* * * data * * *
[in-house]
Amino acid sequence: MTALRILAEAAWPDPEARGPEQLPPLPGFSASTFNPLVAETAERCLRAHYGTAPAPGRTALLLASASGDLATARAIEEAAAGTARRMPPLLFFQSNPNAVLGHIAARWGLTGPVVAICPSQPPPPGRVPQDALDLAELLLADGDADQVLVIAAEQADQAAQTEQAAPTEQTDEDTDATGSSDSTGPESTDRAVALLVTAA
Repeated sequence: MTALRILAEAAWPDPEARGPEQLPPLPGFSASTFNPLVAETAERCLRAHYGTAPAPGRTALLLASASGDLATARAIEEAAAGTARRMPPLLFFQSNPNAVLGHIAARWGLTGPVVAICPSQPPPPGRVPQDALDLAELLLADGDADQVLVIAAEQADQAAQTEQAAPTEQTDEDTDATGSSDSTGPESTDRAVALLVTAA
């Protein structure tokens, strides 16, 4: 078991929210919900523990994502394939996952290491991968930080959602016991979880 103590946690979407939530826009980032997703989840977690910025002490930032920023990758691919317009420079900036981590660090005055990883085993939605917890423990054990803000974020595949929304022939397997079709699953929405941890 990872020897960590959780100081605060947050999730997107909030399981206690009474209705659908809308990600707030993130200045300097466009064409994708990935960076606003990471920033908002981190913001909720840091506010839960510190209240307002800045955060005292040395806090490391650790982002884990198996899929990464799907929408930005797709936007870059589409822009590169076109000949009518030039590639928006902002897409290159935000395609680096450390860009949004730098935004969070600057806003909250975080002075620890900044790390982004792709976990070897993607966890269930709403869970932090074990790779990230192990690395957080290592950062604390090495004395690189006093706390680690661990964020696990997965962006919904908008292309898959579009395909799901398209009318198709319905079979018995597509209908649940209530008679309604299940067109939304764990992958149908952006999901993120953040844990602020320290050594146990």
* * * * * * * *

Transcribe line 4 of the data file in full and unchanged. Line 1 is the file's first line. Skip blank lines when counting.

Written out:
């Protein structure tokens, strides 16, 4: 078991929210919900523990994502394939996952290491991968930080959602016991979880 103590946690979407939530826009980032997703989840977690910025002490930032920023990758691919317009420079900036981590660090005055990883085993939605917890423990054990803000974020595949929304022939397997079709699953929405941890 990872020897960590959780100081605060947050999730997107909030399981206690009474209705659908809308990600707030993130200045300097466009064409994708990935960076606003990471920033908002981190913001909720840091506010839960510190209240307002800045955060005292040395806090490391650790982002884990198996899929990464799907929408930005797709936007870059589409822009590169076109000949009518030039590639928006902002897409290159935000395609680096450390860009949004730098935004969070600057806003909250975080002075620890900044790390982004792709976990070897993607966890269930709403869970932090074990790779990230192990690395957080290592950062604390090495004395690189006093706390680690661990964020696990997965962006919904908008292309898959579009395909799901398209009318198709319905079979018995597509209908649940209530008679309604299940067109939304764990992958149908952006999901993120953040844990602020320290050594146990």